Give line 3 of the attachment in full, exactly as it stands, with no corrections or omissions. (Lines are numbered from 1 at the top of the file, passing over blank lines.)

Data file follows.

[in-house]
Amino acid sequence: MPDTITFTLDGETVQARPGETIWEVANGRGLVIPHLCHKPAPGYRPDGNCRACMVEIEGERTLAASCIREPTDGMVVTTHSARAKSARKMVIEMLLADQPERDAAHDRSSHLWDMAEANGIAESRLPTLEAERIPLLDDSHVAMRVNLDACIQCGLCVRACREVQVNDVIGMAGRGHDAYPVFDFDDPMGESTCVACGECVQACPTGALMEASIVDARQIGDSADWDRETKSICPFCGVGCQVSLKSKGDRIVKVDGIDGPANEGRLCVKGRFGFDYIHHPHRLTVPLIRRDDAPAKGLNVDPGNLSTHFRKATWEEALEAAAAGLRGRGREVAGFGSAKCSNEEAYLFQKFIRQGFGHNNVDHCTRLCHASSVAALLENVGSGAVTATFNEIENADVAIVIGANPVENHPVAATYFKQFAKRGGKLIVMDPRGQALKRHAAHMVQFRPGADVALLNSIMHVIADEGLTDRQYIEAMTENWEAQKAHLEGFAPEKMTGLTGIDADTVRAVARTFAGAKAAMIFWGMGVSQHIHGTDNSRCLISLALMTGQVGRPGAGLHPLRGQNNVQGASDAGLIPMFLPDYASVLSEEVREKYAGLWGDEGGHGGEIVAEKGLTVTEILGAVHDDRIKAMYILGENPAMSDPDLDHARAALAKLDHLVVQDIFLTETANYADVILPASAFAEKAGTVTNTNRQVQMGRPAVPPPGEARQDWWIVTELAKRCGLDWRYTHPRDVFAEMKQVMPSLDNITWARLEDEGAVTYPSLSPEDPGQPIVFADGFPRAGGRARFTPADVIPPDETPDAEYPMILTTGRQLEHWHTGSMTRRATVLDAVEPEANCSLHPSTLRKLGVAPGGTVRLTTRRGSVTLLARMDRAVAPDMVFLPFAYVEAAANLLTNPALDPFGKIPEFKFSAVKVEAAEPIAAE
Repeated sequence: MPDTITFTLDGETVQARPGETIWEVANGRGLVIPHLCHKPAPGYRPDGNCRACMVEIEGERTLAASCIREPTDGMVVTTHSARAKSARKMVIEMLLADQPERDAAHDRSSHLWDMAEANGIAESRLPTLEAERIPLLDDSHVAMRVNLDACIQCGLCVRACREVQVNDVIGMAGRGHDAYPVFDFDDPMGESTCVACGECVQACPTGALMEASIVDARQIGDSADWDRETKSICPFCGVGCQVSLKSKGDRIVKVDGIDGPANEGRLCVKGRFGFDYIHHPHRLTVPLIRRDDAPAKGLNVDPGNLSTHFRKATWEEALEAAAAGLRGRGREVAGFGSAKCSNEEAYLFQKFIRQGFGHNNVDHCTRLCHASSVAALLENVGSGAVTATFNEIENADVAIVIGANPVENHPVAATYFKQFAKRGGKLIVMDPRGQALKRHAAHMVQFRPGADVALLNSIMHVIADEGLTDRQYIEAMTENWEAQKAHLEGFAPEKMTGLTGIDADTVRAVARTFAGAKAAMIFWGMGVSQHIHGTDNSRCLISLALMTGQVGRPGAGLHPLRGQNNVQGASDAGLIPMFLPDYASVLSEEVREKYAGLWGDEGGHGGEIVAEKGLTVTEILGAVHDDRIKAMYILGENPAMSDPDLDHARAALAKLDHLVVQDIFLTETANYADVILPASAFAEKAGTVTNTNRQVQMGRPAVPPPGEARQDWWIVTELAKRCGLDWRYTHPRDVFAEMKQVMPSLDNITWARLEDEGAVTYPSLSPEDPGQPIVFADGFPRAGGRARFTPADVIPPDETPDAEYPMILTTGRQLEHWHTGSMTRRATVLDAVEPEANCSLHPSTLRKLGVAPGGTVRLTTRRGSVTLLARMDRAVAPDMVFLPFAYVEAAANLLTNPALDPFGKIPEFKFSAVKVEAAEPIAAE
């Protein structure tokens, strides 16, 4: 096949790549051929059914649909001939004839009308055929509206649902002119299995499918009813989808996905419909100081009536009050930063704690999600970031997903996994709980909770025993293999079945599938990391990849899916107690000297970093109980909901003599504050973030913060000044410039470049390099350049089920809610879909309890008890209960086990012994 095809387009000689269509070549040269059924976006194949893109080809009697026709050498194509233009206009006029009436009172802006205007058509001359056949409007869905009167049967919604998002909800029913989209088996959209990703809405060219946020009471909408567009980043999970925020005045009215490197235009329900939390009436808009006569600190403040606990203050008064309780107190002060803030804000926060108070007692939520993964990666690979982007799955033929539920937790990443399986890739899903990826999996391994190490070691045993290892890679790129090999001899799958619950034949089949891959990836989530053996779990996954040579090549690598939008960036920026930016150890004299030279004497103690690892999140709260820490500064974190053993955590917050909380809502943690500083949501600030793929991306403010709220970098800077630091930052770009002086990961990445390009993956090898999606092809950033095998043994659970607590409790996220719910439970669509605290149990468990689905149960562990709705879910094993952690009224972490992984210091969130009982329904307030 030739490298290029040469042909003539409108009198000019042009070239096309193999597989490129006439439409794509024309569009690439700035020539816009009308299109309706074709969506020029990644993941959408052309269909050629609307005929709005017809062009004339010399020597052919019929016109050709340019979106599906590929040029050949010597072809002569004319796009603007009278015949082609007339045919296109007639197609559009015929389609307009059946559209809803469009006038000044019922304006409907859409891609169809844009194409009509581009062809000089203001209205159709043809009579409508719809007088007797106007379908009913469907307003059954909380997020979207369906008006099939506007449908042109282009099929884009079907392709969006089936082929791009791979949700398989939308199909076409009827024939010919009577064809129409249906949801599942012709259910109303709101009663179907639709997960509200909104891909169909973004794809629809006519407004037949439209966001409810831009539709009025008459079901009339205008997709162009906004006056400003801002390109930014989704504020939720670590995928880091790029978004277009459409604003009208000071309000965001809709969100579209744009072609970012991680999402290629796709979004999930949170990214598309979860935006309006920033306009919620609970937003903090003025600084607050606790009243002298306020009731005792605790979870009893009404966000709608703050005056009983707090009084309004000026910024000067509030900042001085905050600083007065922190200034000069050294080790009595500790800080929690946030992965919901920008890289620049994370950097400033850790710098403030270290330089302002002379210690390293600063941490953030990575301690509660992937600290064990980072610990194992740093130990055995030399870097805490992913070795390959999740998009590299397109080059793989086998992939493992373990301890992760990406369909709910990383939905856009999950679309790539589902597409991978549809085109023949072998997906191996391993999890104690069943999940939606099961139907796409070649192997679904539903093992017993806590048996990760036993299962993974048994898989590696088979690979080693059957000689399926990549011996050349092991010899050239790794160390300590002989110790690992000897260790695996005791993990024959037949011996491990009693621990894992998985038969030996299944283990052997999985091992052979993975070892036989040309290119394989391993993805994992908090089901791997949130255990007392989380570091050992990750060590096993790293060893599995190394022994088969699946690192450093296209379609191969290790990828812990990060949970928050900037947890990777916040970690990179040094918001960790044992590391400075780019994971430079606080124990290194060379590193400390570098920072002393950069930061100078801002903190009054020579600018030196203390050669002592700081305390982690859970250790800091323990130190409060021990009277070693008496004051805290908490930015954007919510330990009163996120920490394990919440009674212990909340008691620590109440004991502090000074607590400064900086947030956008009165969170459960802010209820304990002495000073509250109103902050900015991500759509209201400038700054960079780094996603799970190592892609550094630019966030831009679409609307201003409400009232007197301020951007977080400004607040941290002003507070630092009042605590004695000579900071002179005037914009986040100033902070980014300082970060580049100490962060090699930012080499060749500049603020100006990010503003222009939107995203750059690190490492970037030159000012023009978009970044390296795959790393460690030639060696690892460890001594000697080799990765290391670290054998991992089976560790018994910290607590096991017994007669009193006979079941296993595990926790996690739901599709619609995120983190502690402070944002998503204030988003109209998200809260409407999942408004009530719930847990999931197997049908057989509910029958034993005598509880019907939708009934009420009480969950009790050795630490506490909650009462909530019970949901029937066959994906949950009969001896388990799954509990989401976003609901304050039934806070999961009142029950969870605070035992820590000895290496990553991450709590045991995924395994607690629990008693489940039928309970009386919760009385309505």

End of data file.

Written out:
Repeated sequence: MPDTITFTLDGETVQARPGETIWEVANGRGLVIPHLCHKPAPGYRPDGNCRACMVEIEGERTLAASCIREPTDGMVVTTHSARAKSARKMVIEMLLADQPERDAAHDRSSHLWDMAEANGIAESRLPTLEAERIPLLDDSHVAMRVNLDACIQCGLCVRACREVQVNDVIGMAGRGHDAYPVFDFDDPMGESTCVACGECVQACPTGALMEASIVDARQIGDSADWDRETKSICPFCGVGCQVSLKSKGDRIVKVDGIDGPANEGRLCVKGRFGFDYIHHPHRLTVPLIRRDDAPAKGLNVDPGNLSTHFRKATWEEALEAAAAGLRGRGREVAGFGSAKCSNEEAYLFQKFIRQGFGHNNVDHCTRLCHASSVAALLENVGSGAVTATFNEIENADVAIVIGANPVENHPVAATYFKQFAKRGGKLIVMDPRGQALKRHAAHMVQFRPGADVALLNSIMHVIADEGLTDRQYIEAMTENWEAQKAHLEGFAPEKMTGLTGIDADTVRAVARTFAGAKAAMIFWGMGVSQHIHGTDNSRCLISLALMTGQVGRPGAGLHPLRGQNNVQGASDAGLIPMFLPDYASVLSEEVREKYAGLWGDEGGHGGEIVAEKGLTVTEILGAVHDDRIKAMYILGENPAMSDPDLDHARAALAKLDHLVVQDIFLTETANYADVILPASAFAEKAGTVTNTNRQVQMGRPAVPPPGEARQDWWIVTELAKRCGLDWRYTHPRDVFAEMKQVMPSLDNITWARLEDEGAVTYPSLSPEDPGQPIVFADGFPRAGGRARFTPADVIPPDETPDAEYPMILTTGRQLEHWHTGSMTRRATVLDAVEPEANCSLHPSTLRKLGVAPGGTVRLTTRRGSVTLLARMDRAVAPDMVFLPFAYVEAAANLLTNPALDPFGKIPEFKFSAVKVEAAEPIAAE